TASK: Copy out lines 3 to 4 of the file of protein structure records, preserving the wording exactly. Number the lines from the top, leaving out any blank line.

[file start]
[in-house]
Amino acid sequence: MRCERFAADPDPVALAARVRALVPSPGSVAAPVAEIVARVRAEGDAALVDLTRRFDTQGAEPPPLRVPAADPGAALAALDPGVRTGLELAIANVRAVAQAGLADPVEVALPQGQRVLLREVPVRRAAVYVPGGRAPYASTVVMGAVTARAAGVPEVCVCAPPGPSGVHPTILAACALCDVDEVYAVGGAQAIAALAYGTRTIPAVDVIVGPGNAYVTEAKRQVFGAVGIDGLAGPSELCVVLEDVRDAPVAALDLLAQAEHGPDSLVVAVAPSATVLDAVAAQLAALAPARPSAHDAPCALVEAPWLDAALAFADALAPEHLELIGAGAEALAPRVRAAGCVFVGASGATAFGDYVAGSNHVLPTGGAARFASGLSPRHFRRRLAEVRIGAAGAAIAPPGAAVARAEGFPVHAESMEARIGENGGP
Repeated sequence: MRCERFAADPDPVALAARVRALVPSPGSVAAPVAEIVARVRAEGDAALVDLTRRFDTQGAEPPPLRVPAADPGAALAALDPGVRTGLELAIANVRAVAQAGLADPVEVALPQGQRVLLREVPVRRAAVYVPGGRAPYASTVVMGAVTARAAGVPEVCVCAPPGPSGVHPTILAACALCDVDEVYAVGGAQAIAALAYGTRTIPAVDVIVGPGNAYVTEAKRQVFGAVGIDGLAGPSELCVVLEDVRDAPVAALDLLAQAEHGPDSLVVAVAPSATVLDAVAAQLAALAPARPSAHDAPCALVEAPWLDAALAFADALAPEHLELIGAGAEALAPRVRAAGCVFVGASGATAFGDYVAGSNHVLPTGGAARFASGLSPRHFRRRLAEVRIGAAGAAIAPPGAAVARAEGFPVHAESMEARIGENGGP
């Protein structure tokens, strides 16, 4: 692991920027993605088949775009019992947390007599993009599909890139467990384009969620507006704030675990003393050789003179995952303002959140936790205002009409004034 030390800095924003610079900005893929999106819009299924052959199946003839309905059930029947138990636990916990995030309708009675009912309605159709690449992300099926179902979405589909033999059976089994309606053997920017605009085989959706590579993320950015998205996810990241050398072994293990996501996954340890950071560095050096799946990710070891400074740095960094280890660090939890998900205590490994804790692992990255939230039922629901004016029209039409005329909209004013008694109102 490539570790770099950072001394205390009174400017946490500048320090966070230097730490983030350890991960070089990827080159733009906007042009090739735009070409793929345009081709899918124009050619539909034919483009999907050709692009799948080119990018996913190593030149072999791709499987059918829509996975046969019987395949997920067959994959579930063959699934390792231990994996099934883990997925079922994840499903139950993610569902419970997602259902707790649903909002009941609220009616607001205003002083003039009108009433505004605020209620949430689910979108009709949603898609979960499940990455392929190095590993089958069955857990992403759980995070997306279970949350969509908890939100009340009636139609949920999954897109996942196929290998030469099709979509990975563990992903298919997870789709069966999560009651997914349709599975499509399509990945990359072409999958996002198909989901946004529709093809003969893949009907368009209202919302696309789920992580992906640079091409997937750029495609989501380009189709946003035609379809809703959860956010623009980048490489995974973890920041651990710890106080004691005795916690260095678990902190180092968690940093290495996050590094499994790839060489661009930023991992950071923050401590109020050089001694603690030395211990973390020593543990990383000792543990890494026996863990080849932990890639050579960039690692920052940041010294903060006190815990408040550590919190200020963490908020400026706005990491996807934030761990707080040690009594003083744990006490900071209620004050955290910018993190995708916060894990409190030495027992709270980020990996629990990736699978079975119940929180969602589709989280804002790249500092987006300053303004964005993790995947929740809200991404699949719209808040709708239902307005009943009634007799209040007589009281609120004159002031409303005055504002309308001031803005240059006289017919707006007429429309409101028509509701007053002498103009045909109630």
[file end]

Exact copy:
Repeated sequence: MRCERFAADPDPVALAARVRALVPSPGSVAAPVAEIVARVRAEGDAALVDLTRRFDTQGAEPPPLRVPAADPGAALAALDPGVRTGLELAIANVRAVAQAGLADPVEVALPQGQRVLLREVPVRRAAVYVPGGRAPYASTVVMGAVTARAAGVPEVCVCAPPGPSGVHPTILAACALCDVDEVYAVGGAQAIAALAYGTRTIPAVDVIVGPGNAYVTEAKRQVFGAVGIDGLAGPSELCVVLEDVRDAPVAALDLLAQAEHGPDSLVVAVAPSATVLDAVAAQLAALAPARPSAHDAPCALVEAPWLDAALAFADALAPEHLELIGAGAEALAPRVRAAGCVFVGASGATAFGDYVAGSNHVLPTGGAARFASGLSPRHFRRRLAEVRIGAAGAAIAPPGAAVARAEGFPVHAESMEARIGENGGP
């Protein structure tokens, strides 16, 4: 692991920027993605088949775009019992947390007599993009599909890139467990384009969620507006704030675990003393050789003179995952303002959140936790205002009409004034 030390800095924003610079900005893929999106819009299924052959199946003839309905059930029947138990636990916990995030309708009675009912309605159709690449992300099926179902979405589909033999059976089994309606053997920017605009085989959706590579993320950015998205996810990241050398072994293990996501996954340890950071560095050096799946990710070891400074740095960094280890660090939890998900205590490994804790692992990255939230039922629901004016029209039409005329909209004013008694109102 490539570790770099950072001394205390009174400017946490500048320090966070230097730490983030350890991960070089990827080159733009906007042009090739735009070409793929345009081709899918124009050619539909034919483009999907050709692009799948080119990018996913190593030149072999791709499987059918829509996975046969019987395949997920067959994959579930063959699934390792231990994996099934883990997925079922994840499903139950993610569902419970997602259902707790649903909002009941609220009616607001205003002083003039009108009433505004605020209620949430689910979108009709949603898609979960499940990455392929190095590993089958069955857990992403759980995070997306279970949350969509908890939100009340009636139609949920999954897109996942196929290998030469099709979509990975563990992903298919997870789709069966999560009651997914349709599975499509399509990945990359072409999958996002198909989901946004529709093809003969893949009907368009209202919302696309789920992580992906640079091409997937750029495609989501380009189709946003035609379809809703959860956010623009980048490489995974973890920041651990710890106080004691005795916690260095678990902190180092968690940093290495996050590094499994790839060489661009930023991992950071923050401590109020050089001694603690030395211990973390020593543990990383000792543990890494026996863990080849932990890639050579960039690692920052940041010294903060006190815990408040550590919190200020963490908020400026706005990491996807934030761990707080040690009594003083744990006490900071209620004050955290910018993190995708916060894990409190030495027992709270980020990996629990990736699978079975119940929180969602589709989280804002790249500092987006300053303004964005993790995947929740809200991404699949719209808040709708239902307005009943009634007799209040007589009281609120004159002031409303005055504002309308001031803005240059006289017919707006007429429309409101028509509701007053002498103009045909109630």